New research reveals banning smoking at home protects infants
New research from the University of Warwick reveals that banning smoking in the home leads to a small but meaningful fall in infant exposure to environmental tobacco smoke, whereas less strict measures have no effect.

Anthony Hyman receives EMBO Gold Medal 2003
Anthony Hyman, group leader and director at the Max Planck Institute of Molecular Cell Biology and Genetics, Dresden (Germany), is this year's winner of the EMBO Gold Medal.

Researchers solve structure of key drug target
A 12-year effort has paid off as Howard Hughes Medical Institute researchers are now unveiling the first detailed structural images of a type of protein that functions in a manner generally similar to the target of Prozacâ„¢ and Prilosecâ„¢, two of the world's most widely prescribed drugs.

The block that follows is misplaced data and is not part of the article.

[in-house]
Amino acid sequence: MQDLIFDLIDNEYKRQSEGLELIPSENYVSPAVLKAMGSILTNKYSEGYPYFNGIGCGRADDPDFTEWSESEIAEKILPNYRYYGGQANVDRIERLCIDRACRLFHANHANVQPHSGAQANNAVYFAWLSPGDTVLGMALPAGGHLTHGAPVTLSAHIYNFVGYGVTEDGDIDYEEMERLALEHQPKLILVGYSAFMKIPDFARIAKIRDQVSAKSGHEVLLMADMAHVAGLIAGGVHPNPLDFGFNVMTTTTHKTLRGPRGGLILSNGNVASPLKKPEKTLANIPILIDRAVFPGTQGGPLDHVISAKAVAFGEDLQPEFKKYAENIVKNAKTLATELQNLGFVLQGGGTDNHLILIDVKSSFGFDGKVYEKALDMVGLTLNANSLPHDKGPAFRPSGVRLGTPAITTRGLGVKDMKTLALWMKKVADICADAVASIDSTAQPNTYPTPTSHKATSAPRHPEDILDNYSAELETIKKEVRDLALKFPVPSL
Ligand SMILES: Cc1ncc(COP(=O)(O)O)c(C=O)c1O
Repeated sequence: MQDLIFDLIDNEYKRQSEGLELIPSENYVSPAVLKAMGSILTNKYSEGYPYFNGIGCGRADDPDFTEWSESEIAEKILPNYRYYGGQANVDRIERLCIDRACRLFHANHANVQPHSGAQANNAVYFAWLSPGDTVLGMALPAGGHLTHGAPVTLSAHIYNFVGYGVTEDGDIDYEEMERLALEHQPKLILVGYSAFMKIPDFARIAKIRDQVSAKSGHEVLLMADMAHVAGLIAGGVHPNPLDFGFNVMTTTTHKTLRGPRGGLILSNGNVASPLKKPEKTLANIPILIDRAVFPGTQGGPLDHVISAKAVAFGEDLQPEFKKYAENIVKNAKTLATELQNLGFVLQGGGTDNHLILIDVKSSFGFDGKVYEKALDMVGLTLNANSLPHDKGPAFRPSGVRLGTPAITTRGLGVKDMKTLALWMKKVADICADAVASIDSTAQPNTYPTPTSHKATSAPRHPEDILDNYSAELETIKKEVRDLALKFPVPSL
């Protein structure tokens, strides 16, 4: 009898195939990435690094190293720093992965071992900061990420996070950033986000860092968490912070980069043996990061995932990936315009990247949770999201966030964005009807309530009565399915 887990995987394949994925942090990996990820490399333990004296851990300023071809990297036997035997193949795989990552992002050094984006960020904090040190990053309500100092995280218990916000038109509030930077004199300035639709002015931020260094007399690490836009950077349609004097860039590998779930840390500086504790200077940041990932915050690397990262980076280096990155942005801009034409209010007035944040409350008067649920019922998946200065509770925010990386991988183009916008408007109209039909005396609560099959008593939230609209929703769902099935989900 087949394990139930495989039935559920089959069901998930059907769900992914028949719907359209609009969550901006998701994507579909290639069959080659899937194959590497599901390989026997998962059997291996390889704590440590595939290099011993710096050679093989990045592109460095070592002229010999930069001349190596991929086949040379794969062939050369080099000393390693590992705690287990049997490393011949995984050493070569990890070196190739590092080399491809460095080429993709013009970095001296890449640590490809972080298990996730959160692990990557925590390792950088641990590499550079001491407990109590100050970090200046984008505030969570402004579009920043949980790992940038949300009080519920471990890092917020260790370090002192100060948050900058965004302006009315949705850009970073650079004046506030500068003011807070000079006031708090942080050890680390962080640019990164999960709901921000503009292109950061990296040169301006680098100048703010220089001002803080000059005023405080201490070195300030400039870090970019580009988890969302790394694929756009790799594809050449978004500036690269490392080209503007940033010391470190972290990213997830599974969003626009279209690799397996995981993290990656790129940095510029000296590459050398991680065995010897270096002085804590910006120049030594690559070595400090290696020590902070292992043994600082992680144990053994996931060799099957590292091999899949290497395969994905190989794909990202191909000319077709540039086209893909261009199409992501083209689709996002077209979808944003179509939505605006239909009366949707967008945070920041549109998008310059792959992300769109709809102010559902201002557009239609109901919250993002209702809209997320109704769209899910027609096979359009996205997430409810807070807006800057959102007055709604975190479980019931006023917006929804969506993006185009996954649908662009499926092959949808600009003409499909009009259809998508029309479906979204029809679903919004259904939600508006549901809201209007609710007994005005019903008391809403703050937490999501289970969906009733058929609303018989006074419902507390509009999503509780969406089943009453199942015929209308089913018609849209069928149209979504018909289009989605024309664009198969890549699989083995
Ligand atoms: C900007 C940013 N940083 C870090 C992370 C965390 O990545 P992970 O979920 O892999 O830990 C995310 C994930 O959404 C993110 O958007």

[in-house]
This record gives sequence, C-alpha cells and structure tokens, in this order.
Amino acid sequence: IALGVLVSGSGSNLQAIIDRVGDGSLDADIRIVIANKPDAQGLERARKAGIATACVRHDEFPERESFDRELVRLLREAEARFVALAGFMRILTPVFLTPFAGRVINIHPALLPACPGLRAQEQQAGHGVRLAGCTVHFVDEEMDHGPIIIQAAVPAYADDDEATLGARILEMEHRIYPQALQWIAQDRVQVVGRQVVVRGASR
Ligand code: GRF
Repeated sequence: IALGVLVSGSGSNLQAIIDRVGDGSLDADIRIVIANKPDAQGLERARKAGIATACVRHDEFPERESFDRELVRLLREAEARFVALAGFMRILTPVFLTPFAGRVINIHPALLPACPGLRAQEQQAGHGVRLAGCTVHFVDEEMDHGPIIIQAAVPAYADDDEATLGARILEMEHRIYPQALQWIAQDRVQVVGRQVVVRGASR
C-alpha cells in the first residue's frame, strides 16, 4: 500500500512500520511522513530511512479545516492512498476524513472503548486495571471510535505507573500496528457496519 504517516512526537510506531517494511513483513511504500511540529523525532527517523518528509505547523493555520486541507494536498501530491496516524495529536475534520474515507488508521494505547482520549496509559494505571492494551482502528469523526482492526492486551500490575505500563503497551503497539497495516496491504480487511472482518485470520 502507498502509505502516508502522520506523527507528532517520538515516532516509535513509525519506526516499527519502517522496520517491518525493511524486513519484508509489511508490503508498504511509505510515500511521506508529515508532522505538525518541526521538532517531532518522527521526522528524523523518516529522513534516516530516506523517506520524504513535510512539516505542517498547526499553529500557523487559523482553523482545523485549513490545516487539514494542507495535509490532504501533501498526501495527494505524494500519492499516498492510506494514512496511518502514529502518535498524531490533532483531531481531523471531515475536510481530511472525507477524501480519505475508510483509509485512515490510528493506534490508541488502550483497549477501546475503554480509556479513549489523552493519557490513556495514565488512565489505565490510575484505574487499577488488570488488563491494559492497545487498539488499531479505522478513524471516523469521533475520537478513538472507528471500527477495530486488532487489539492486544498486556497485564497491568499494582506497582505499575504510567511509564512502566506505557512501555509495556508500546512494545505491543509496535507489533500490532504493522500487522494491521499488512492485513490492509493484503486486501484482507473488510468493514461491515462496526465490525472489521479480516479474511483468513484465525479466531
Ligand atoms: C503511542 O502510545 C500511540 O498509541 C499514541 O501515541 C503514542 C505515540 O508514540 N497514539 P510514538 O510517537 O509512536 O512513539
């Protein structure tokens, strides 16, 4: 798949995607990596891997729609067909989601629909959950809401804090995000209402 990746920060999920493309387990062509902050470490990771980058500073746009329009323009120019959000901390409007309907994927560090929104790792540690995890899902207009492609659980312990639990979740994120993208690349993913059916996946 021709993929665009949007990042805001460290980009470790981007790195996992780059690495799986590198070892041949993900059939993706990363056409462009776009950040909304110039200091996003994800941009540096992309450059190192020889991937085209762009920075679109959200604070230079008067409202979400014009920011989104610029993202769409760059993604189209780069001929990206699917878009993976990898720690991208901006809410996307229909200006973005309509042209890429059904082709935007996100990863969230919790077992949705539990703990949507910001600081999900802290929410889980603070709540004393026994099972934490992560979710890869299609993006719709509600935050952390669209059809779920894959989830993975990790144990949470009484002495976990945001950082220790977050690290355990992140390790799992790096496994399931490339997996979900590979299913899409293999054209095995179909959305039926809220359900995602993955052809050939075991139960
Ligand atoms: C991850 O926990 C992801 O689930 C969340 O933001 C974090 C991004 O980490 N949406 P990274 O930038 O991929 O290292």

Stem cell death gives clue to brain cell survival
A signal that triggers half the stem cells in the developing brain to commit suicide at a stage where their survival will likely do more harm than good has been identified by researchers at the Medical College of Georgia and the University of Georgia.

Researchers develop new training aid for nation's soccer stars
Scientists at the University of Warwick will launch a new simple but effective training aid designed to train up the next generation of UK soccer stars on Tuesday 5th August 2003.

Nitric oxide may change basic understanding of cellular machinery